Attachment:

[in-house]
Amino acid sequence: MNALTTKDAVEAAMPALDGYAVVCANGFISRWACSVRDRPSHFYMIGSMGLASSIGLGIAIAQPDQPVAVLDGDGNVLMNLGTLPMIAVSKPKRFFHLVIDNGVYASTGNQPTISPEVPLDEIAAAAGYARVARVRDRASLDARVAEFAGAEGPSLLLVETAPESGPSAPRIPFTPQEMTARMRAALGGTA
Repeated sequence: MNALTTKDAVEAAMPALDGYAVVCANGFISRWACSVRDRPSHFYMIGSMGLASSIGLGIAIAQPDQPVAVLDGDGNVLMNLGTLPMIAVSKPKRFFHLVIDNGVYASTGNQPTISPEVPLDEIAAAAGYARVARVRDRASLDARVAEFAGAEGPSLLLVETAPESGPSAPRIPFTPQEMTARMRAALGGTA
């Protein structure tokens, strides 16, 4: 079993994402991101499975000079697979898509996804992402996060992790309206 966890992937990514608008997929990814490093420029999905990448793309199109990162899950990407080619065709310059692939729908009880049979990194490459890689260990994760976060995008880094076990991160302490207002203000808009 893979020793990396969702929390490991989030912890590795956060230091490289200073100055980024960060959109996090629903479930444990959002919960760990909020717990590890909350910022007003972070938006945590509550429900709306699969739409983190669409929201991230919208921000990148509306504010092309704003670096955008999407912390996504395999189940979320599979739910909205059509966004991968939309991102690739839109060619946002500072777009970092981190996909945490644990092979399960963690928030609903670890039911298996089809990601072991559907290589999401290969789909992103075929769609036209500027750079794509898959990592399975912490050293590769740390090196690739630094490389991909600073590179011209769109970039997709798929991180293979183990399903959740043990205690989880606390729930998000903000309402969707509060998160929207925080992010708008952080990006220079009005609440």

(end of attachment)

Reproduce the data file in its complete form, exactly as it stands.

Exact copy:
[in-house]
Amino acid sequence: MNALTTKDAVEAAMPALDGYAVVCANGFISRWACSVRDRPSHFYMIGSMGLASSIGLGIAIAQPDQPVAVLDGDGNVLMNLGTLPMIAVSKPKRFFHLVIDNGVYASTGNQPTISPEVPLDEIAAAAGYARVARVRDRASLDARVAEFAGAEGPSLLLVETAPESGPSAPRIPFTPQEMTARMRAALGGTA
Repeated sequence: MNALTTKDAVEAAMPALDGYAVVCANGFISRWACSVRDRPSHFYMIGSMGLASSIGLGIAIAQPDQPVAVLDGDGNVLMNLGTLPMIAVSKPKRFFHLVIDNGVYASTGNQPTISPEVPLDEIAAAAGYARVARVRDRASLDARVAEFAGAEGPSLLLVETAPESGPSAPRIPFTPQEMTARMRAALGGTA
């Protein structure tokens, strides 16, 4: 079993994402991101499975000079697979898509996804992402996060992790309206 966890992937990514608008997929990814490093420029999905990448793309199109990162899950990407080619065709310059692939729908009880049979990194490459890689260990994760976060995008880094076990991160302490207002203000808009 893979020793990396969702929390490991989030912890590795956060230091490289200073100055980024960060959109996090629903479930444990959002919960760990909020717990590890909350910022007003972070938006945590509550429900709306699969739409983190669409929201991230919208921000990148509306504010092309704003670096955008999407912390996504395999189940979320599979739910909205059509966004991968939309991102690739839109060619946002500072777009970092981190996909945490644990092979399960963690928030609903670890039911298996089809990601072991559907290589999401290969789909992103075929769609036209500027750079794509898959990592399975912490050293590769740390090196690739630094490389991909600073590179011209769109970039997709798929991180293979183990399903959740043990205690989880606390729930998000903000309402969707509060998160929207925080992010708008952080990006220079009005609440």